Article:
The Latest on what appears to be an attempted military coup in Turkey (all times local):
The military has taken position at the base of the Taksim monument at Taksim square in Istanbul, occasionally firing into the air to disperse a growing crowd of government supporters.
Military helicopters are flying overhead and many police are in position, separate from the military.
Meanwhile, a nearby mosque just made an anti-coup announcement.
The leaders of Greece's armed forces and police are holding emergency meetings in Athens to monitor developments in neighboring Turkey, according to government officials.
The officials, speaking on condition of anonymity early Saturday because they weren't authorized to speak to the media, described the country's armed forces as being placed in a state of "heightened readiness" and not alert.
Despite markedly improved trade and relations between Greece and Turkey in recent years, the two countries have ongoing airspace and sea boundary disputes in the Aegean Sea. They also collaborate in implementing an agreement with the European Union -- monitored by NATO -- to limit the number of refugees and migrants traveling to Europe.
State-run ERT television reported that Greek Prime Minister Alexis Tsipras had been briefed by intelligence and military leaders on the coup attempt in Turkey, including unusual movements by Turkish armed forces before the attempt became apparent.
The White House says President Barack Obama has been briefed on developments in key NATO ally Turkey where the military claims to have seized power in a coup.
The National Security Council said Obama had been apprised of Friday "unfolding situation" in Turkey and would continue to get regular updates.
U.S. Secretary of State John Kerry says he hopes for stability and continuity in Turkey following the reports.
Kerry, in Moscow for talks with Russian officials on Syria on Friday, told reporters he didn't have details of the situation rapidly unfolding on the ground in Turkey and said it would be "inappropriate" to comment on developments. But, he expressed hope that the key ally and strategically important member of the coalition fighting the Islamic State would remain at peace.
Russian Foreign Minister Sergey Lavrov and other Russian officials have called on their countrymen in Turkey to stay indoors amid uncertainty about whether a military coup is taking place.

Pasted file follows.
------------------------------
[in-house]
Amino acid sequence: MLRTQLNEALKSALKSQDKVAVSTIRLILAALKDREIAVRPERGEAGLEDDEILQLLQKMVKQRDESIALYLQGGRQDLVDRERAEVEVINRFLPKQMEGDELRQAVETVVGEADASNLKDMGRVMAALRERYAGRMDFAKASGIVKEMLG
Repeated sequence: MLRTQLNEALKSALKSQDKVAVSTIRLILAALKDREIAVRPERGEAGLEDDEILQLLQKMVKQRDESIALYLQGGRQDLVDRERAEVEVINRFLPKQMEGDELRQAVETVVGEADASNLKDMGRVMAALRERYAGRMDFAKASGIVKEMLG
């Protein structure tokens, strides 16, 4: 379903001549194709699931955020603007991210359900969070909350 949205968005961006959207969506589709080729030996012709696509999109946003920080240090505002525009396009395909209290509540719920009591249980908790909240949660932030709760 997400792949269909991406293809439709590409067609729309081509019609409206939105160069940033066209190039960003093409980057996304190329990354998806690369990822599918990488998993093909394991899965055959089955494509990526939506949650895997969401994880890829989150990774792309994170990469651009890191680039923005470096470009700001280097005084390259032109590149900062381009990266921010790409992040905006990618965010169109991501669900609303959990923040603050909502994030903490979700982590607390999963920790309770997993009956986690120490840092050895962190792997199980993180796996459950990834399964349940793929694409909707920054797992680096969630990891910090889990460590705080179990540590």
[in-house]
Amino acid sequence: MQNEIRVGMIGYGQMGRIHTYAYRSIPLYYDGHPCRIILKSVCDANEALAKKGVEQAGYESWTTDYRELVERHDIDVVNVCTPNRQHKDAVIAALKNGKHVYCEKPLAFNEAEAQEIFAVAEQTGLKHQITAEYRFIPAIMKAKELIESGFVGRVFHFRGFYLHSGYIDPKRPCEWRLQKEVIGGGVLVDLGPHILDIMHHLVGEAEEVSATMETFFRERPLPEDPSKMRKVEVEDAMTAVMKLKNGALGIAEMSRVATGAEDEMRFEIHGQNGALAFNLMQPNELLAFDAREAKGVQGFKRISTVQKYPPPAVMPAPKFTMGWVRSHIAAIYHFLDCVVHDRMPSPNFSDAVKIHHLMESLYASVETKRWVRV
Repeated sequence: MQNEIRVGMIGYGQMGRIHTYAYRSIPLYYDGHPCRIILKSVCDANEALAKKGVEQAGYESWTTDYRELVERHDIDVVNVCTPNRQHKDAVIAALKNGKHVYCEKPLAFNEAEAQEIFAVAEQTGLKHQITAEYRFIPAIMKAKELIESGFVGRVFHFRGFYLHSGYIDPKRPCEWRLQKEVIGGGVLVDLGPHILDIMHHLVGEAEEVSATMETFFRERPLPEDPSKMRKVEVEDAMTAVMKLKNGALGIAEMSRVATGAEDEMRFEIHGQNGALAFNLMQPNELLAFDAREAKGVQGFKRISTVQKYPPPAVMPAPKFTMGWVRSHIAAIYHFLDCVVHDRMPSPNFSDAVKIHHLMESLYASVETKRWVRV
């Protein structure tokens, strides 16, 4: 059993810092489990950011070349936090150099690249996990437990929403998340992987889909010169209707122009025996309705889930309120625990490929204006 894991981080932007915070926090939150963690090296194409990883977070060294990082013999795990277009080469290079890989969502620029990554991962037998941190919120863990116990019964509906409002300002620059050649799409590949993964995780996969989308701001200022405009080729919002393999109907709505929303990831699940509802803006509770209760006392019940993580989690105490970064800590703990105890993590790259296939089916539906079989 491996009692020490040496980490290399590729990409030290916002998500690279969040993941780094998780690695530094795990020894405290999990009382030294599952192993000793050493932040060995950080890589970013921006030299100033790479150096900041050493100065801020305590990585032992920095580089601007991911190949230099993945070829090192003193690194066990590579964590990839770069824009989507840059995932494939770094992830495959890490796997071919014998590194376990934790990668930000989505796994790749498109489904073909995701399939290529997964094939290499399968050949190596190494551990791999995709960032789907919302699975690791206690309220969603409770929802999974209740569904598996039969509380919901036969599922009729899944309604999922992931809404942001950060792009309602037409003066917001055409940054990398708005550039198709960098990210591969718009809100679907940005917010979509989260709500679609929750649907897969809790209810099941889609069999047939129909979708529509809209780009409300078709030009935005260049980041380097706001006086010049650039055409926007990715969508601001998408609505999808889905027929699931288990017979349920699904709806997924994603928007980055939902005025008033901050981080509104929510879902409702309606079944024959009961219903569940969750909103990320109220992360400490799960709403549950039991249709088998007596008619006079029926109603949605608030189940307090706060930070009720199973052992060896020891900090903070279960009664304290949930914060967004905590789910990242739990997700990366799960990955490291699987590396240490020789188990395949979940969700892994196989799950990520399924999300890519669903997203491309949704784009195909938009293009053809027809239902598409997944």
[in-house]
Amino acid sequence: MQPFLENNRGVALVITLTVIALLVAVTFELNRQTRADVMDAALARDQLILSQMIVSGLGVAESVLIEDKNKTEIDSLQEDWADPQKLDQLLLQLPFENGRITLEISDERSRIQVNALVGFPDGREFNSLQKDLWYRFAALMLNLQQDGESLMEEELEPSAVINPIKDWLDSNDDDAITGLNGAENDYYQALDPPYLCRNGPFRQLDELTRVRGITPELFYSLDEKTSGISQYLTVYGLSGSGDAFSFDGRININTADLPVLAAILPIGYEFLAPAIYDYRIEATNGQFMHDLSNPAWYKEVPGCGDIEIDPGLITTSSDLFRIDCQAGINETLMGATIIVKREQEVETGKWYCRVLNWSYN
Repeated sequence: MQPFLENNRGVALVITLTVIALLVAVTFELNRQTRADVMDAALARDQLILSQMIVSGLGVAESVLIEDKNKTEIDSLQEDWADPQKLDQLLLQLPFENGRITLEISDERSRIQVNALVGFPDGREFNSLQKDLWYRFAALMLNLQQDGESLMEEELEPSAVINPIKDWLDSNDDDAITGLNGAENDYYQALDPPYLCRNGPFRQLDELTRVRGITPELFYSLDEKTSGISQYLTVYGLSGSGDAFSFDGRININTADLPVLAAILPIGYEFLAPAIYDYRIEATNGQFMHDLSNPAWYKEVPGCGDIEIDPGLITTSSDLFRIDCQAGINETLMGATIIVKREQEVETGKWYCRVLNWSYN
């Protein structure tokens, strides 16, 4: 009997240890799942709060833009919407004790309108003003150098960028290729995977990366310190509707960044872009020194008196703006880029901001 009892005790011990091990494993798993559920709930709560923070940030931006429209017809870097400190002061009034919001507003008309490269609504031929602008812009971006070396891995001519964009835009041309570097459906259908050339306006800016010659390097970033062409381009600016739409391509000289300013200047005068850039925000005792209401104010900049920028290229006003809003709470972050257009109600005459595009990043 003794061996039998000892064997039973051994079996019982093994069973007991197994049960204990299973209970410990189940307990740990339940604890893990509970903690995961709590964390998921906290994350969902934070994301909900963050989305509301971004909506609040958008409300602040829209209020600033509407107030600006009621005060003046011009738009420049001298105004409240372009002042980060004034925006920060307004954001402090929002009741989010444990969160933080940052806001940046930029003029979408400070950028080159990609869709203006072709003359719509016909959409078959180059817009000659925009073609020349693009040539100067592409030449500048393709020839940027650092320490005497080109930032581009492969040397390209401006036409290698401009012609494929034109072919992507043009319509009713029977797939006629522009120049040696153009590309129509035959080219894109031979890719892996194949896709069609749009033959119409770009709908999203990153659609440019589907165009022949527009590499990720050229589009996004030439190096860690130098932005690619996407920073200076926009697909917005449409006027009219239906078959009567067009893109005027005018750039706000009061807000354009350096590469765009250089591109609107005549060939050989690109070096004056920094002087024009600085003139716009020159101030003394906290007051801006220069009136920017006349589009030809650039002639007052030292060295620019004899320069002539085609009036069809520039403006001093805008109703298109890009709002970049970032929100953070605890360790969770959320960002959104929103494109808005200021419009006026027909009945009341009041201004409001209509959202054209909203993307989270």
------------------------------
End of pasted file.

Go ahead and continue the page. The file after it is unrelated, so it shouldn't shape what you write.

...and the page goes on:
Lavrov made the statement early Saturday at a news conference with U.S. Secretary of State John Kerry. However, Lavrov, who had been in lengthy talks with Kerry, said he had little information about what was taking place in Turkey.
Russia's tourism authority issued a similar warning. Turkey had long been a popular vacation destination for Russians, but the numbers dropped sharply last year when Russia banned package tours to Turkey amid tensions over Turkey shooting down a Russian warplane and it was unclear how many Russians currently are in the country.
A Turkish military statement read on state TRT television says the military has seized power, citing rising autocratic rule and increased terrorism.
But CNN-Turk has quoted Defense Minister Fikri Isik as describing it as a "pirate statement."
Earlier, another statement published by the private Dogan news agency says that the military has "fully seized control" of the country.
A Turkish news agency has published a statement from the military saying the armed forces have "fully seized control" of the country.
The Dogan agency reported that the statement said that the military did this "to reinstall the constitutional order, democracy, human rights and freedoms, to ensure that the rule of law once again reigns in the country, for the law and order to be reinstated."
The military statement went on to say that "all international agreements and commitments will remain. We pledge that good relations with all world countries will continue."
Turkey's prime minister says a group within Turkey's military has engaged in what appeared to be an attempted coup.
Binali Yildirim told NTV television: "it is correct that there was an attempt."
Yildirim didn't provide details, but said Turkey would never allow any "initiative that would interrupt democracy."
Earlier, military jets were heard flying over the capital, Ankara.
Media reports said ambulances were seen in front of the Turkey's military headquarters.